DJI moves quick. Even with a gimbal lineup that is considered among the best around they still pushed out some notable updates with the launch of the RS 3 and RS 3 Pro. Replacing the RSC 2 and RS 2, respectively, they have some big shoes to fill. So let’s take a look at what changed and how they all compare to one another.
Filmmaker Dan Watson put together his own test and he is a great person to look at for this because he has been using the last-generation gimbals since they came out. With the 3 series in hand for a couple weeks he has been able to put them through some real productions.
Two years ago the RS 2 and RSC 2. The RSC was filling a more compact role while the standard RS received some “pro” upgrades. Now DJI is tweaking the names to fit that with the RS 2 being replaced with the RS 3 Pro and the RSC 2 becoming the standard RS 3.
I do wish DJI would stop revamping their lineup every time, but in this case it is to signal how similar the underlying technology is between the standard model and “Pro” version.
An example of how the new models are more closely related is that both the RS 3 and RS 3 Pro share a design with a removable battery grip. The RSC 2 had an integrated battery. Both also now have a larger 1.8” OLED touchscreen. This is a larger version of the one on the RS 2 and much larger than the non-touch screen of the RSC 2. The RS 3 got some of the best upgrades.
While Dan does complain about how often he taps the touchscreen by mistake, there are some shortcuts to quickly lock the display to minimize this. There is also now a physical control switch on the side of the gimbals that allows you to change modes without unlocking the screen.
Options on this switch are Pan/Follow, Pan/Tilt/Follow, and FPV. Each of these can have unique settings programmed for it. FPV can even be fully customized to do things like vertical shooting.
A big feature for the 3 series is automatic axis locking. With the press of the button you can turn it on and all the axes will unlock and the gimbal is ready to shoot and it is the same when you need to put it away. You can tweak this feature to decide whether to fold up or not.
If you are often powering it off or need to swap a lens you might find sleep mode or the locking but not folding works better.
Interestingly, even with these improvements DJI was able to make the RS 3 smaller than the RSC 2. Adjustments on the RS 3 now more closely resemble the RS 2 with a more precise adjustment knob for positioning and clamps on the back and sides for locking.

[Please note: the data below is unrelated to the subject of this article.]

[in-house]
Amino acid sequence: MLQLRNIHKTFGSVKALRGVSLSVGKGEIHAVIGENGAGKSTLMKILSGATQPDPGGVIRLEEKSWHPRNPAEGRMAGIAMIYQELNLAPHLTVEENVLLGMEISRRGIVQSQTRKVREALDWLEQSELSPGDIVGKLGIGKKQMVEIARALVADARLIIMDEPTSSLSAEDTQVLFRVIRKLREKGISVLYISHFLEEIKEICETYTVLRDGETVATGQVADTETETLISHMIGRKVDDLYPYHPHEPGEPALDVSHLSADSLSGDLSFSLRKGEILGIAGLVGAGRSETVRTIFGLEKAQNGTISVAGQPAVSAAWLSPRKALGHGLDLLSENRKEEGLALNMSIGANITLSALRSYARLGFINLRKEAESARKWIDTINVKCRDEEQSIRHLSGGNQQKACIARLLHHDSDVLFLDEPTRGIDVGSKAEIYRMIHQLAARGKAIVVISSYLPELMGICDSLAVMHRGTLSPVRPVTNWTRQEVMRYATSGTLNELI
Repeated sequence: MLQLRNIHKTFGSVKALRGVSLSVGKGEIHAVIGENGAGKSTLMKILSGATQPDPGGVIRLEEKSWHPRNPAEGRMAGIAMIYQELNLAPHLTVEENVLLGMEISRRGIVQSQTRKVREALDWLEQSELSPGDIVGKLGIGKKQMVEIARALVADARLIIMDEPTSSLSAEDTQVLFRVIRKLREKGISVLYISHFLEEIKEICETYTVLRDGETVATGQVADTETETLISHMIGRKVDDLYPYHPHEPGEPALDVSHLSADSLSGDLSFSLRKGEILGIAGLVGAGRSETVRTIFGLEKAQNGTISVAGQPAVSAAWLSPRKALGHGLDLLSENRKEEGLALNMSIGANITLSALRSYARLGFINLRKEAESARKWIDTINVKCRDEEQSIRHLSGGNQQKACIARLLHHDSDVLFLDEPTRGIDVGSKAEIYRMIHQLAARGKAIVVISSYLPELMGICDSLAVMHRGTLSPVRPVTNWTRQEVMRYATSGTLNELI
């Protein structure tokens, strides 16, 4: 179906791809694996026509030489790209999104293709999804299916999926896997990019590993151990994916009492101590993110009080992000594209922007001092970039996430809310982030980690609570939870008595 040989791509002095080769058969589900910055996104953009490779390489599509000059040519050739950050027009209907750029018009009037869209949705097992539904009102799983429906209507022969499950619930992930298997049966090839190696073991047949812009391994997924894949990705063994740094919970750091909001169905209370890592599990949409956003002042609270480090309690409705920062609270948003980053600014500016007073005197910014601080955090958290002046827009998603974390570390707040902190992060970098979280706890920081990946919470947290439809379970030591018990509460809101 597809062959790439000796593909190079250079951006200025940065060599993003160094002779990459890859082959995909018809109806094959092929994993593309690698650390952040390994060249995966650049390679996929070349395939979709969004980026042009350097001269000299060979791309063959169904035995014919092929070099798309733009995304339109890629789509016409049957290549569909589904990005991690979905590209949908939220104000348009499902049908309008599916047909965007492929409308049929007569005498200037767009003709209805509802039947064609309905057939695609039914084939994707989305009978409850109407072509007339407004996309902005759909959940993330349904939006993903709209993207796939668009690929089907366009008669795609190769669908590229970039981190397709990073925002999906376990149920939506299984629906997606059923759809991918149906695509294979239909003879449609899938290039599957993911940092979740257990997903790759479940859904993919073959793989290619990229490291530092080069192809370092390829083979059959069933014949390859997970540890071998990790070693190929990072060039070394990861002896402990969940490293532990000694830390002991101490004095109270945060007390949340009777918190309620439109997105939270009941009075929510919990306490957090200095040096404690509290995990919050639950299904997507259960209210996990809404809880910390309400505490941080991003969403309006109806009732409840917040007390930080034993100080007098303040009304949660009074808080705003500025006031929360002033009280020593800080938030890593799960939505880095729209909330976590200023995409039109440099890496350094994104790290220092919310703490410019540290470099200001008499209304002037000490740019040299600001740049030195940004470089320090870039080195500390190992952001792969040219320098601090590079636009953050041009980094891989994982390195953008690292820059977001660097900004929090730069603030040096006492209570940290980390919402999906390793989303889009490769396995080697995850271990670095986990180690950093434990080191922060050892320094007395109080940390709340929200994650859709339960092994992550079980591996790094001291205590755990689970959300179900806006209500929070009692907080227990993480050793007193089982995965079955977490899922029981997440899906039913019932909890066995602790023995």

The RS 3 Pro gets a bit bigger than the RS 3, but it manages to do that without adding a ton of weight by relying on carbon fiber arms. The larger size does help it work with more serious cinema cameras like the C70 or FX6 or even just kitted up mirrorless bodies.
A new option is a wireless camera connection via Bluetooth. Before you had to run a cable which is less than ideal and sometimes just not something you want to do.
Bluetooth and wireless support makes it an easier option and gives you some control options via the gimbal, such as start/stop recording.
Both gimbals can be controlled remotely using a dedicated mobile app. The RS 3 Pro also supports the DJI video transmitter, which comes in the Combo and will support a Full HD 30p video feed from up to 600’ away using a phone or tablet. It’ll even work with the whole ActiveTrack options for following subjects.
Another new addition to the RS 3 Pro only is support for DJI’s LiDAR Range Finder. This is taking tech from the Ronin 4D and when combined with the DJI Focus Motor it’ll allow you to add fast autofocus to any lens. Dan says it works great if you have a shot with a single primary subject.
Beyond all that new tech it is worth pointing out that the stabilization itself is supposed to be improved by about 20%. Load limits are exactly the same as their predecessors with the RS 3 supporting up to 6.6 lb and the RS 3 Pro holding up to 10 lb.
Anything like a mirrorless body with an average lens, including a 24-70mm f/2.8, should be fine on either. If you have a larger camera body or a rigged-up setup, perhaps with a cage and larger cinema glass, you will be better off with the RS 3 Pro.
The RS 3 and RS 3 Pro are both massive improvements over their predecessors. They each bring a lot more flexibility along with better stability and functionality.
The Pro version’s support for the video transmitter and LiDAR puts it way ahead of the standard model if you want to take full advantage of DJI’s ecosystem.
What do you think about the RS 3 and RS 3 Pro? Are you planning on upgrading your gimbal?
[source: Dan Watson]